Victor Sloan has a gift for being in the right place at the right time ... or at least through his striking photographic images he makes it look that way.
Victor, who was born in Dungannon and is now based in Portadown, started out as an abstract painter.
In 1969, at the age of 24 he became a lecturer at Lurgan Tech, a school he served for more than 40 years.
He always had an interest in photography, but said that back in the sixties it was not recognised as an art form.
Now 73 – having transfixed art critics around the world with his works commenting on political, social and cultural aspects of Northern Ireland – Victor is one of the Province’s most important visual artists.
Not only are Victor’s original compositions a thing of beauty, but his additions to those photos by way of dye, paint and bleach elevate them further in almost every instance.
He recalled: “At home underneath the stairs I set up my own darkroom when I was 12 or 13. My mother was a fantastic photographer. Anyone who came to the house she would photograph them.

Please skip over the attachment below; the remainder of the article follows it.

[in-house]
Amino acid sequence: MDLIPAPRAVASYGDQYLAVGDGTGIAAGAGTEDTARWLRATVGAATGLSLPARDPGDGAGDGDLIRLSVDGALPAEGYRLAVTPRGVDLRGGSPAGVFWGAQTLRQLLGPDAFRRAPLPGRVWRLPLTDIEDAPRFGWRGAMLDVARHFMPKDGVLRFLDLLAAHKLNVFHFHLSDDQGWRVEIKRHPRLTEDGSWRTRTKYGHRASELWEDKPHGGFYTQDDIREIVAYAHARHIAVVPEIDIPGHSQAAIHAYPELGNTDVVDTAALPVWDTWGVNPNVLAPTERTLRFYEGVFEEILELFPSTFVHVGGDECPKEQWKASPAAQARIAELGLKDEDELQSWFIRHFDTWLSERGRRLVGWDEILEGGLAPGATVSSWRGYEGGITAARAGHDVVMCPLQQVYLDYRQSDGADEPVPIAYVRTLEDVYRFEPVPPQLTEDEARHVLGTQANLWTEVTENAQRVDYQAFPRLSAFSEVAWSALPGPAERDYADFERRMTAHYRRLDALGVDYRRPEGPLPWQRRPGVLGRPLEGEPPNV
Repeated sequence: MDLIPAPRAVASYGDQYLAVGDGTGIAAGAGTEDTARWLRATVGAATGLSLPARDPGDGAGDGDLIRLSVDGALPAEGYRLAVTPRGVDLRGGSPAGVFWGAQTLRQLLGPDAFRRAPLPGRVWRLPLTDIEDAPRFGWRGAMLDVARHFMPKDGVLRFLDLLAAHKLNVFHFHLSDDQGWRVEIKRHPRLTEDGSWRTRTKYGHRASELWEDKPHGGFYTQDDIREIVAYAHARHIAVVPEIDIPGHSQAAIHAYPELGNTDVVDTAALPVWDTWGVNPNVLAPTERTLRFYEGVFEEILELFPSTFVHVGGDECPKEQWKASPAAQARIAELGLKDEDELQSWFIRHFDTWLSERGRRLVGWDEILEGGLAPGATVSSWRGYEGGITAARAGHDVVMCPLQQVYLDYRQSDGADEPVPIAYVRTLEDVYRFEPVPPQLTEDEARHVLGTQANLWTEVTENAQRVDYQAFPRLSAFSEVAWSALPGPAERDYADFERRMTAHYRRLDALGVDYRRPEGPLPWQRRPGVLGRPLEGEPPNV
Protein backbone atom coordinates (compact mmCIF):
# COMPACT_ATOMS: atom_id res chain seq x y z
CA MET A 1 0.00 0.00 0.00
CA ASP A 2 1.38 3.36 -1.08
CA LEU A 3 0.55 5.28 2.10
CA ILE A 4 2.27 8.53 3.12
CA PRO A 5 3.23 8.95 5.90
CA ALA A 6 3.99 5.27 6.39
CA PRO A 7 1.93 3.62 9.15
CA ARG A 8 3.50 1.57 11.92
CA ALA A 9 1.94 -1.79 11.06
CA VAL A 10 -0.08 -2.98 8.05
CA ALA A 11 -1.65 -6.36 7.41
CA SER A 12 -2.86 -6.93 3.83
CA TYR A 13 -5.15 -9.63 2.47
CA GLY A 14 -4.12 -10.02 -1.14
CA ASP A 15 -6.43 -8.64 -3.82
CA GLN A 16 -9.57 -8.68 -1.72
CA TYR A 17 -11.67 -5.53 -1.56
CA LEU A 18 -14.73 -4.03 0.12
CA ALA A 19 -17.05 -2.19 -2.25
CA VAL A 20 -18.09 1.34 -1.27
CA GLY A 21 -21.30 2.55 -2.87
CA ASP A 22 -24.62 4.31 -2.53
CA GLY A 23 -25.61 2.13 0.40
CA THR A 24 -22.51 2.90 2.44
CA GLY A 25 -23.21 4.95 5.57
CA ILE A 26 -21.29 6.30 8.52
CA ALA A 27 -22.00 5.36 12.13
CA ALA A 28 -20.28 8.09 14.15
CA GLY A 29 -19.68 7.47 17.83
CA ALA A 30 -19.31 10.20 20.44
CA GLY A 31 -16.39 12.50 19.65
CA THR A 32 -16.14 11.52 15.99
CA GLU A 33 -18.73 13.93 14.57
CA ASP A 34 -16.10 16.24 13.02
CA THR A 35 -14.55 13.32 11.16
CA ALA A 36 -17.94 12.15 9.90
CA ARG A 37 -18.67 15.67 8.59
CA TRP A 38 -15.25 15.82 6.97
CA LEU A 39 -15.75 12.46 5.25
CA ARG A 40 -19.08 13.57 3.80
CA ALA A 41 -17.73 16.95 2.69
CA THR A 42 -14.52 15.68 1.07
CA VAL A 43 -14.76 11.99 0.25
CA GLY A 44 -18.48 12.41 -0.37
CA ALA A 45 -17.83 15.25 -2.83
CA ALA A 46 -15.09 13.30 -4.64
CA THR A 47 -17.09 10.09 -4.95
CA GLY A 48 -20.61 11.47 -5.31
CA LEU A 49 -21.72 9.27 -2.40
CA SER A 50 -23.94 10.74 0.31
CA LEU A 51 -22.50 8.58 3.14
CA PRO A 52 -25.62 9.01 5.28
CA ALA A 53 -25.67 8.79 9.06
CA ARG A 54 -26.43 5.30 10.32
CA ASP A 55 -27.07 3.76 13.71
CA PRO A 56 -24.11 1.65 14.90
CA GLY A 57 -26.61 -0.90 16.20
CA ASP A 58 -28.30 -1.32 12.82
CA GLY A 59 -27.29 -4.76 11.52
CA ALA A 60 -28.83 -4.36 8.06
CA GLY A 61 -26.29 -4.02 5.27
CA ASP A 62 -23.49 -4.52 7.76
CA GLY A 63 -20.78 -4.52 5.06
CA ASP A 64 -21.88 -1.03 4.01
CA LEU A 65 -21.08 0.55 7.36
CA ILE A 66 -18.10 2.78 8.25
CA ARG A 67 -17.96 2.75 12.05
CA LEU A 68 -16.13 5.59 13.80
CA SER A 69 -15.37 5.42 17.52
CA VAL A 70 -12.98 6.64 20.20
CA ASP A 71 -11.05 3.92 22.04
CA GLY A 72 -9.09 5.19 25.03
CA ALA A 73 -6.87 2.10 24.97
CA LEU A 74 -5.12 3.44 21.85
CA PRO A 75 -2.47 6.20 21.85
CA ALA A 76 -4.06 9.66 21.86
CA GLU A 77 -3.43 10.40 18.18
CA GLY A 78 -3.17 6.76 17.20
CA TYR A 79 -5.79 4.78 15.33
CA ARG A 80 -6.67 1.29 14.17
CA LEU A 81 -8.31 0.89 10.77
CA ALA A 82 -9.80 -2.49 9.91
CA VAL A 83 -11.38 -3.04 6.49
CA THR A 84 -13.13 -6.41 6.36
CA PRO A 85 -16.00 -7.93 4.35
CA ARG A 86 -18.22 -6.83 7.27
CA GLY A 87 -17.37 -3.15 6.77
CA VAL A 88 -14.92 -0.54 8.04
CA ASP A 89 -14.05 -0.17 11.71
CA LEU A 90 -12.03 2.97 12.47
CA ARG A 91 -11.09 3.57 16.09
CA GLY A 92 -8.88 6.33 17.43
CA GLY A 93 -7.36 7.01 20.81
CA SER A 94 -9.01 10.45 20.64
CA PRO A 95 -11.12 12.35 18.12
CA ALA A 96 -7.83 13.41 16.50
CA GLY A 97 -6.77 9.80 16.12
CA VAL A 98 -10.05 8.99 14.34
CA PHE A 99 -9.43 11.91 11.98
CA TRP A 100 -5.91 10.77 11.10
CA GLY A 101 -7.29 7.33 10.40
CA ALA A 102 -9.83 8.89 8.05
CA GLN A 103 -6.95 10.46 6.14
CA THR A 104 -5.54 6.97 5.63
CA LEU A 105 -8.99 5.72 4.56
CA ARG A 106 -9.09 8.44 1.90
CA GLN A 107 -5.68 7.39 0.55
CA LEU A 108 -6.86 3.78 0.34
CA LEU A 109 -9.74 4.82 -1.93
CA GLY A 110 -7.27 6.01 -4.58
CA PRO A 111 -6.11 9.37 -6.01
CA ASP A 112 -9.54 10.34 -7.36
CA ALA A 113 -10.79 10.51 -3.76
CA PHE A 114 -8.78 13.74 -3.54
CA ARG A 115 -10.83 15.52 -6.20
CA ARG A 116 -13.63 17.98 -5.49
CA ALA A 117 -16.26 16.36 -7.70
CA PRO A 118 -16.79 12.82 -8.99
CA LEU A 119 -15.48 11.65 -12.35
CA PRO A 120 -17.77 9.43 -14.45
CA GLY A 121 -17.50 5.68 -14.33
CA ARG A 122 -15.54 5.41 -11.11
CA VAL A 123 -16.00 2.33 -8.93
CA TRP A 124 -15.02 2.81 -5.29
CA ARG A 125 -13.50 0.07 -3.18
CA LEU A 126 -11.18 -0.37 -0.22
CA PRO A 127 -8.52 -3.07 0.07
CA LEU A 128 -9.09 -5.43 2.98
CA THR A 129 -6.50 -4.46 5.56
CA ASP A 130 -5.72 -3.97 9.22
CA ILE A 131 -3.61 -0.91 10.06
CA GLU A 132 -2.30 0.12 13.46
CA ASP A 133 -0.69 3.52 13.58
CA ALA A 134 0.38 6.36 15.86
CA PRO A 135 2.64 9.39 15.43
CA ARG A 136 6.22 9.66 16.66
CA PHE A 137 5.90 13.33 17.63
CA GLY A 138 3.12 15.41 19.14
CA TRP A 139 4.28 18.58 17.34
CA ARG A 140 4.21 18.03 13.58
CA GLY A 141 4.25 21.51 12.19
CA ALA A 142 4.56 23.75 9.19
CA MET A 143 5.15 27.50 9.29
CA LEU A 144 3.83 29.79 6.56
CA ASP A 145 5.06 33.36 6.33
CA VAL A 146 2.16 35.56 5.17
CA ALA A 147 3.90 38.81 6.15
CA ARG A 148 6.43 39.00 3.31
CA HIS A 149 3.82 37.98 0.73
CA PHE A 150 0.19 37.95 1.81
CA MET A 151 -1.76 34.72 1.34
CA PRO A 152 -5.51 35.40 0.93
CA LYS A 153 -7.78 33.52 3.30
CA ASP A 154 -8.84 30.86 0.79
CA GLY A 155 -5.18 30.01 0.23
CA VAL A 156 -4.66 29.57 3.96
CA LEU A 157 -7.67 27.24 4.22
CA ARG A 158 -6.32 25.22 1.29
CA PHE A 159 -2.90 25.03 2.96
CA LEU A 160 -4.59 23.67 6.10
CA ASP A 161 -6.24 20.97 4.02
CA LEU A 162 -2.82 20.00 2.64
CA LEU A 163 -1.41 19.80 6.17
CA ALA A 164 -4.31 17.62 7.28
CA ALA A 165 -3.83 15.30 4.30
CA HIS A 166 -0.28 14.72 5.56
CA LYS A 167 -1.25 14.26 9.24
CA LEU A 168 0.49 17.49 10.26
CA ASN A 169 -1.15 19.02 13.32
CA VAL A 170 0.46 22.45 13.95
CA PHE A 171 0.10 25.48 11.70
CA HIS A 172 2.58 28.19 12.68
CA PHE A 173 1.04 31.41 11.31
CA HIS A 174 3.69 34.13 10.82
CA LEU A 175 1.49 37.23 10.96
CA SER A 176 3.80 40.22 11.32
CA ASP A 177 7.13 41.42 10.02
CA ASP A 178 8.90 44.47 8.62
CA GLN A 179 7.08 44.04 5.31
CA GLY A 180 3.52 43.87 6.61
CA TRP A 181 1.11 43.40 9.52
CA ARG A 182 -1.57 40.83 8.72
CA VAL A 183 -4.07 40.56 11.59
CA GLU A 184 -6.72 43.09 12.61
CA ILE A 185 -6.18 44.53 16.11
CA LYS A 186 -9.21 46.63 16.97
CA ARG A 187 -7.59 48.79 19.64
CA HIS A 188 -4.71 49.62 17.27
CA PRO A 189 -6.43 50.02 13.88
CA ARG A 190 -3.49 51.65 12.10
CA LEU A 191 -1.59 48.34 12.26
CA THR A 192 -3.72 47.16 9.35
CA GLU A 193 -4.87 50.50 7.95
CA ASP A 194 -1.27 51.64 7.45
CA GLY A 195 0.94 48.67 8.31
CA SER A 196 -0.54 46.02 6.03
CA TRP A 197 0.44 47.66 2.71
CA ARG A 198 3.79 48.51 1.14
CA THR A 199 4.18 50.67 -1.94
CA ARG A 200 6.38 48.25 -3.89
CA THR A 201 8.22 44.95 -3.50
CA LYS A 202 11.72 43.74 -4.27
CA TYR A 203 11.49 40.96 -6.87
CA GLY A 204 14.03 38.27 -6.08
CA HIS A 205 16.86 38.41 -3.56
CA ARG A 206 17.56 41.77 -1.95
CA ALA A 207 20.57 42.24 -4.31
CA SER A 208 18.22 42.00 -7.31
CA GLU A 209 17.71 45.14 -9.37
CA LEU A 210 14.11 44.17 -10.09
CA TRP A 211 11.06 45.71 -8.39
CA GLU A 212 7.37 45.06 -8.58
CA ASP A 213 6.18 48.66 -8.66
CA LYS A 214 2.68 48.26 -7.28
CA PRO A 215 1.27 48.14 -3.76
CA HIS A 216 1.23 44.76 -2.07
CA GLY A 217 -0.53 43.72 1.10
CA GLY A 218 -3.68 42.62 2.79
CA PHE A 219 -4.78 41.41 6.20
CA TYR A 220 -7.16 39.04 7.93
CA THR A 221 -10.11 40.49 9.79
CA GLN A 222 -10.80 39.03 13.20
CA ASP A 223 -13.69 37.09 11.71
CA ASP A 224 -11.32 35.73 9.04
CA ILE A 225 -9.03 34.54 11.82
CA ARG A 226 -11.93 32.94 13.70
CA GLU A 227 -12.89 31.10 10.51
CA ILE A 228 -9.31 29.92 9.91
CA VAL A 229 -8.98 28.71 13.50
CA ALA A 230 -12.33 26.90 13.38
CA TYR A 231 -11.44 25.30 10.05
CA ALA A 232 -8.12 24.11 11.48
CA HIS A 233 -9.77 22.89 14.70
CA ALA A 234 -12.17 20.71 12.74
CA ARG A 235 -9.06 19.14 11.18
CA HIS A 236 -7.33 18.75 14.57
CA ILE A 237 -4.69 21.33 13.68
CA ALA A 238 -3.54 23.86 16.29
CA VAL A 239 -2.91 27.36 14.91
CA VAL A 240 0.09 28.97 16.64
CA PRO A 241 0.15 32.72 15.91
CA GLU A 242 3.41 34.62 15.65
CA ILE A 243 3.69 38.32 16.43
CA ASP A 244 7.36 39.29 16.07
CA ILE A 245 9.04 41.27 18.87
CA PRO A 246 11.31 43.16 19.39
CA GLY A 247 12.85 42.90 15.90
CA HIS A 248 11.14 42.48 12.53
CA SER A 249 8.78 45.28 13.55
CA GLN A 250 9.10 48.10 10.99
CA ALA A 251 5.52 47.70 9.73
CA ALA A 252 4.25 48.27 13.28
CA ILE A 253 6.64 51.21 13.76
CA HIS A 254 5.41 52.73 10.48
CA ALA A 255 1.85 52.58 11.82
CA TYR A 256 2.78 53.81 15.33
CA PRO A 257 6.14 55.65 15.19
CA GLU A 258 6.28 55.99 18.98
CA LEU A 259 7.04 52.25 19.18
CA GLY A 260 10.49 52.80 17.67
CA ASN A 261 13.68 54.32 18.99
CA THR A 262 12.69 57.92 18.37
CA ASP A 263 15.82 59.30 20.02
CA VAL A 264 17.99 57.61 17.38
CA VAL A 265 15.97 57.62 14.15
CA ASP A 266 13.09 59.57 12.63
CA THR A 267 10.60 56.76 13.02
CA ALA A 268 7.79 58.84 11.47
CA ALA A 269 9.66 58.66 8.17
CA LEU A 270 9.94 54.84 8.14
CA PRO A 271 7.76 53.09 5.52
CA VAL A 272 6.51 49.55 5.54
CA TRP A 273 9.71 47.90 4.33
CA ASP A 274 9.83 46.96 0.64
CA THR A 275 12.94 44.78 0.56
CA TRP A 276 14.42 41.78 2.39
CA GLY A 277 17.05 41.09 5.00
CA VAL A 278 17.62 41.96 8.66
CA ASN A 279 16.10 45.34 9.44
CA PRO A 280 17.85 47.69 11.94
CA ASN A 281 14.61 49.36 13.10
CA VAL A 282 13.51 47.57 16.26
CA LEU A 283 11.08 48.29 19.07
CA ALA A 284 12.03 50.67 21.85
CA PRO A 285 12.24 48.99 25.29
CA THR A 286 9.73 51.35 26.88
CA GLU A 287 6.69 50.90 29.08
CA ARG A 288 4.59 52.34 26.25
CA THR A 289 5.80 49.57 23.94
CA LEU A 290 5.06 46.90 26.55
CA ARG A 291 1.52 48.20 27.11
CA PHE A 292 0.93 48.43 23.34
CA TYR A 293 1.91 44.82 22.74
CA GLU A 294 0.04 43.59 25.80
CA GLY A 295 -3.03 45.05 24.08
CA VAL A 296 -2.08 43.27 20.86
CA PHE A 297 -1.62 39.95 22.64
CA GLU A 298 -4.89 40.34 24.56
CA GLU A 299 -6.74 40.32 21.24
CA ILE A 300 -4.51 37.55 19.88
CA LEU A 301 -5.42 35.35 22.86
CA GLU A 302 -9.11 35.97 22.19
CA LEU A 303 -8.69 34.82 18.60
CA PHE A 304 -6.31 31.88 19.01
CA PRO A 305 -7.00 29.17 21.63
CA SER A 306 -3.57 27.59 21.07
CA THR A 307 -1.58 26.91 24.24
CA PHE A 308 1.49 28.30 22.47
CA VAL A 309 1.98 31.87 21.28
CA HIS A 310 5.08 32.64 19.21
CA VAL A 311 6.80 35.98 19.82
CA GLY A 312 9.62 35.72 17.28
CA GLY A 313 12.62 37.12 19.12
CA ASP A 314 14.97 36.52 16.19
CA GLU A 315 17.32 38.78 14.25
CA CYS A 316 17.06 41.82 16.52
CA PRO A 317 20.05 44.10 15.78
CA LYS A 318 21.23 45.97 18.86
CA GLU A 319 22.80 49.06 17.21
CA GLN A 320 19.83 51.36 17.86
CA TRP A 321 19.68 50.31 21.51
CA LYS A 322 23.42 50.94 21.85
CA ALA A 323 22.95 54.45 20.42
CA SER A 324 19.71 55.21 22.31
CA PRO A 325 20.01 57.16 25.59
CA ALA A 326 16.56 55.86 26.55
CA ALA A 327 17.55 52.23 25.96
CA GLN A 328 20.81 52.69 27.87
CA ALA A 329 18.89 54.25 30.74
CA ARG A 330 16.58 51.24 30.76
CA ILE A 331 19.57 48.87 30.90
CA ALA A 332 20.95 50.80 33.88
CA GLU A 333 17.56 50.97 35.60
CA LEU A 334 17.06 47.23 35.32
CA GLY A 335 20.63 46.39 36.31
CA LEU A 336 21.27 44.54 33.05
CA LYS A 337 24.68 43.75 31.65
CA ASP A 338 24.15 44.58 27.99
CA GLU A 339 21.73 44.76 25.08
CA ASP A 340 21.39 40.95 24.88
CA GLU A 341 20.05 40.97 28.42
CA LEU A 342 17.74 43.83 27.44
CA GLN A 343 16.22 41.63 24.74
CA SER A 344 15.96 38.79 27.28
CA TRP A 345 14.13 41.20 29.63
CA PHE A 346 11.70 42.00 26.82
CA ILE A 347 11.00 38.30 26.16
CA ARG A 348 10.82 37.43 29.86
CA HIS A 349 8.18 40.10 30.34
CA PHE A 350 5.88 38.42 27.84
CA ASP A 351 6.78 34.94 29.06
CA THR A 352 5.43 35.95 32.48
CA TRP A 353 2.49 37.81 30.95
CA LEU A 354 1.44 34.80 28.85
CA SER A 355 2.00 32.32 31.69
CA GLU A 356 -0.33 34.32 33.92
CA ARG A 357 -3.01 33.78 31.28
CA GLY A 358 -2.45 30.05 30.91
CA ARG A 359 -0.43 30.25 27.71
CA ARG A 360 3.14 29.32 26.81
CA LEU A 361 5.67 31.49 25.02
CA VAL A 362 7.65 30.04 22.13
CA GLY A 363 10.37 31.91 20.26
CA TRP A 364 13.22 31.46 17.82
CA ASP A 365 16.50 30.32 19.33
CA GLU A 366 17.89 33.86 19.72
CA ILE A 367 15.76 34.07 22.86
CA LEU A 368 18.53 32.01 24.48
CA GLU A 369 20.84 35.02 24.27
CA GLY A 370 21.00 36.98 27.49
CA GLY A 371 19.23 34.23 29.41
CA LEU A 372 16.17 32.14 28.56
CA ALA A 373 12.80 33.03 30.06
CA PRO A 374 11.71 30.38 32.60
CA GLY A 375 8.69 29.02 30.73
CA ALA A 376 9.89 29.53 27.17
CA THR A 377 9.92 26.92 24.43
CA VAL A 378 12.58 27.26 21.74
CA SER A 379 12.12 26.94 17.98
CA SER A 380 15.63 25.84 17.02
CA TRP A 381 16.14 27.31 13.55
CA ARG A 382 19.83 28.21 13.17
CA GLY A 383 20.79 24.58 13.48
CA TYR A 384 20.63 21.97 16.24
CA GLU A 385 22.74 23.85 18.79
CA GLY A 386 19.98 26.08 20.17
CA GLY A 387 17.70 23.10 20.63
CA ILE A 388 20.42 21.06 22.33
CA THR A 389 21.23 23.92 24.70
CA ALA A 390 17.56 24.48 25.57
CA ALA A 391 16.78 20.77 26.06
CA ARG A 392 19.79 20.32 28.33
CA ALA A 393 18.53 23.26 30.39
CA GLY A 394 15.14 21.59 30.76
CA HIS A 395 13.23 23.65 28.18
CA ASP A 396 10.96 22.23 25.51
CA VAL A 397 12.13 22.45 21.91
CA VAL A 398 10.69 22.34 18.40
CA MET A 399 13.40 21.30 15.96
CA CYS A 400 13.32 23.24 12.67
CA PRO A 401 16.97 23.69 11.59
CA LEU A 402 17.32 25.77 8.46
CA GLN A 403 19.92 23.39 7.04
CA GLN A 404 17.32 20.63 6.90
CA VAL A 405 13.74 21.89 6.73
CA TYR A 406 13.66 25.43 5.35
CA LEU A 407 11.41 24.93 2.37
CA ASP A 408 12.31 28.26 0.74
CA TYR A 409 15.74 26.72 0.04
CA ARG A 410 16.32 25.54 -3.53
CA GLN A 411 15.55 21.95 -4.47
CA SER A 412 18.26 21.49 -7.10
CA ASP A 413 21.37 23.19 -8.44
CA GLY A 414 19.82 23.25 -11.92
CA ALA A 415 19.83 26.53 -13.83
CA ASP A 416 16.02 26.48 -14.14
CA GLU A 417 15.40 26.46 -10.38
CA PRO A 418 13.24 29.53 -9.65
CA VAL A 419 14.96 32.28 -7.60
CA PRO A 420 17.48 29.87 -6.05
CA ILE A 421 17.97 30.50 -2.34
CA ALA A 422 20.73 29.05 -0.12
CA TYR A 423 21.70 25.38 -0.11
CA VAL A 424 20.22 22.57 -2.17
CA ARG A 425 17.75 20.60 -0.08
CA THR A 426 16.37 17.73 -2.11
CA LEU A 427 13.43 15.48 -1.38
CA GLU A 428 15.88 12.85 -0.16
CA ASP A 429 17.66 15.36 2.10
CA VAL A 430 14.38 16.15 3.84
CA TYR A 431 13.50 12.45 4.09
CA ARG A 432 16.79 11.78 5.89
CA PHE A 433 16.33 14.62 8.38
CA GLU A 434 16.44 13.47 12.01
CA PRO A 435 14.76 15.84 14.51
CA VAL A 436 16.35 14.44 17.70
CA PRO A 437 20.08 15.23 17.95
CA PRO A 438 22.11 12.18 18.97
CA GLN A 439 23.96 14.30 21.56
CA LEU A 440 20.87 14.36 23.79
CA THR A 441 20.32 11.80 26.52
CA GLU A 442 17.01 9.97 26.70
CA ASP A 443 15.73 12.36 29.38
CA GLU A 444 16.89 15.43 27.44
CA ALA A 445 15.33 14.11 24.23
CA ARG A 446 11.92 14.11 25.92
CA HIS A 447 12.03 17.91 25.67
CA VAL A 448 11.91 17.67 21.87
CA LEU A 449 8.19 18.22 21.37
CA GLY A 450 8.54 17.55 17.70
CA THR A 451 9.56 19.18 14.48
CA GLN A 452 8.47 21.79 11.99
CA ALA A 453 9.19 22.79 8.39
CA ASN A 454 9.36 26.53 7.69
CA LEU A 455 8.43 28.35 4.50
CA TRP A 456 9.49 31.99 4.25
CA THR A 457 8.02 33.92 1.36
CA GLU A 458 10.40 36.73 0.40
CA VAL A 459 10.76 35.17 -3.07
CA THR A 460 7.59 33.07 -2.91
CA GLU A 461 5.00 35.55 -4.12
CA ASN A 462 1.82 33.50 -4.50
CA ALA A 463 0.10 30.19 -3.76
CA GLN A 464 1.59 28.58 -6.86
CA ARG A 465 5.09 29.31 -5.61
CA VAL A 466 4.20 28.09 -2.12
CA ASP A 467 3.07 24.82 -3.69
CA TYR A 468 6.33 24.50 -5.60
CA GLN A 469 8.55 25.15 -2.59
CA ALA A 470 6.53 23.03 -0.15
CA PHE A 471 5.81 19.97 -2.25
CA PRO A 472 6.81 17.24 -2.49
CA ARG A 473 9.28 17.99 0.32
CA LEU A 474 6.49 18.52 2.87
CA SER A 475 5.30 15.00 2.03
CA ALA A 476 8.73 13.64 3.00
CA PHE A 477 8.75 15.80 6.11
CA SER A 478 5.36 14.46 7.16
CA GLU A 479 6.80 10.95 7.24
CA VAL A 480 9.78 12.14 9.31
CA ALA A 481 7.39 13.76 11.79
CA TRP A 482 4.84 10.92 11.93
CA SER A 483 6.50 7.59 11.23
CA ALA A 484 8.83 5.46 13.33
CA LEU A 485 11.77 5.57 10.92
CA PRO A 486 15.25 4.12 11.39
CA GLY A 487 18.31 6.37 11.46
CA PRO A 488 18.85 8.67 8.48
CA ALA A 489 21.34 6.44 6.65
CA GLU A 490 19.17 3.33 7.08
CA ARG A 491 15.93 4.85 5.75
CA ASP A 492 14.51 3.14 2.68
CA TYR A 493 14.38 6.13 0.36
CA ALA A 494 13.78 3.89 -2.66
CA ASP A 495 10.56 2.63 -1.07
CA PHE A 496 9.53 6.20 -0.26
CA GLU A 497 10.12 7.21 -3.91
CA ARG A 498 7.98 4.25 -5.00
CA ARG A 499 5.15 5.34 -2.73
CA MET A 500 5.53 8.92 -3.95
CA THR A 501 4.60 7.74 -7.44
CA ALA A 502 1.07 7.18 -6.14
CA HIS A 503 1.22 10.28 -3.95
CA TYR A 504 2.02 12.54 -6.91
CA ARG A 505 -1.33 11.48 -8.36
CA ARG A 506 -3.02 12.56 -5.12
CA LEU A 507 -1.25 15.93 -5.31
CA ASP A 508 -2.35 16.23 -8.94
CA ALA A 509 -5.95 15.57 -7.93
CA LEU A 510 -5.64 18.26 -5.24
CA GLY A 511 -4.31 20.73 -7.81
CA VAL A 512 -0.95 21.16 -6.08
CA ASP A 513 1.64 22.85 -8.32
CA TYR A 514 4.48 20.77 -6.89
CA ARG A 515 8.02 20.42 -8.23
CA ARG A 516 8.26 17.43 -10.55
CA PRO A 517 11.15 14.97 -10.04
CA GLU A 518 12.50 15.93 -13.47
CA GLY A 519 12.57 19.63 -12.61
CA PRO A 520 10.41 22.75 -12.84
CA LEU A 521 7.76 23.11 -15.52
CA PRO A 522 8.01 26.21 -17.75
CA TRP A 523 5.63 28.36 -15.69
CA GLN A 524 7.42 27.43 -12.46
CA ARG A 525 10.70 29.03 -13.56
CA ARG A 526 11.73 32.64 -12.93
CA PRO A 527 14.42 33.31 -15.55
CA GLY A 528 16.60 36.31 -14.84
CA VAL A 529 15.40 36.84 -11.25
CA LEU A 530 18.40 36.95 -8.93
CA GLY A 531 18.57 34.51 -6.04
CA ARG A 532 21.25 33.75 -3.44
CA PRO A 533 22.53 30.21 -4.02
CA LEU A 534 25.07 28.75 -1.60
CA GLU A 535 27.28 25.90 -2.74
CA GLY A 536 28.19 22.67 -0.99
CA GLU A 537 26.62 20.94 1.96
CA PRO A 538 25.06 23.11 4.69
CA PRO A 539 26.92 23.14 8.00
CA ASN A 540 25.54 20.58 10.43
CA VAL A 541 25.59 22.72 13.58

“Back then most families would have bought a film, maybe a 36 exposure, and it would have done Christmas, Easter, a birthday, a Christening, maybe a whole year before you took it to be developed. You had to really consider everything you took.
“Now you can take as many photos as you like on your phone and most never get looked at. They never get printed.”
Of his own knack for finding the perfect image, he said: “When you start out things like lighting, angles, composition go through your mind, but as the years go on it becomes second nature and you don’t think about it.”
His painting background encouraged him to supplement his photos: “I ended up with a technique of doing black and white photographs and putting dyes and bleaches and paint on them so the photographs became more like a painting.”
One of Victor’s most iconic works of art will be available as a limited edition reproduction on Thursday, December 6 at Belfast Exposed Gallery from 7pm to 9pm.
Fifty signed prints will be for sale of an image taken during a visit to Belfast Zoo in 1983 of a chimpanzee trapped behind a pane of scratched, scarred and battered perspex, its surface smeared with ice cream and marked by graffiti.
Victor recalled: “When I looked at my negatives it looked like there was nothing there.
“The flash had reflected off the perspex and everything else looked black.
“I nearly threw them away, but thankfully I didn’t. When I started to work at them these images came through. There’s a bit of magic to them.
“The chimpanzees are haunting, trapped. At that time the zoo was not a happy place to visit.”